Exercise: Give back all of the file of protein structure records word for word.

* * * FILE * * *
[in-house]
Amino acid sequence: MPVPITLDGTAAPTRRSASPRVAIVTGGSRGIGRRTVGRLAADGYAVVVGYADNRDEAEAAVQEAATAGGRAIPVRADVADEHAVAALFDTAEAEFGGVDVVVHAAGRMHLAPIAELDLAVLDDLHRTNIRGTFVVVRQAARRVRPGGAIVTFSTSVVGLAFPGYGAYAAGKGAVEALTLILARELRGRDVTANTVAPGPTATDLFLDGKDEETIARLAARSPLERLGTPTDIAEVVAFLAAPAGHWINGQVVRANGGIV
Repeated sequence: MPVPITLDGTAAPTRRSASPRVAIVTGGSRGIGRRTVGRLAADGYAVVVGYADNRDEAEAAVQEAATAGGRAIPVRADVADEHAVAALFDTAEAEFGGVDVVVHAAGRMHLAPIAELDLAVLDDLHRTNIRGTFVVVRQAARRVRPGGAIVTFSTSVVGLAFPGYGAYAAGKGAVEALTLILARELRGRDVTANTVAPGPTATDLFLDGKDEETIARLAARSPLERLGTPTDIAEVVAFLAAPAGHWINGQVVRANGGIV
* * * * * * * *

[in-house]
Amino acid sequence: MPVPITLDGTAAPTRRSASPRVAIVTGGSRGIGRRTVGRLAADGYAVVVGYADNRDEAEAAVQEAATAGGRAIPVRADVADEHAVAALFDTAEAEFGGVDVVVHAAGRMHLAPIAELDLAVLDDLHRTNIRGTFVVVRQAARRVRPGGAIVTFSTSVVGLAFPGYGAYAAGKGAVEALTLILARELRGRDVTANTVAPGPTATDLFLDGKDEETIARLAARSPLERLGTPTDIAEVVAFLAAPAGHWINGQVVRANGGIV
Repeated sequence: MPVPITLDGTAAPTRRSASPRVAIVTGGSRGIGRRTVGRLAADGYAVVVGYADNRDEAEAAVQEAATAGGRAIPVRADVADEHAVAALFDTAEAEFGGVDVVVHAAGRMHLAPIAELDLAVLDDLHRTNIRGTFVVVRQAARRVRPGGAIVTFSTSVVGLAFPGYGAYAAGKGAVEALTLILARELRGRDVTANTVAPGPTATDLFLDGKDEETIARLAARSPLERLGTPTDIAEVVAFLAAPAGHWINGQVVRANGGIV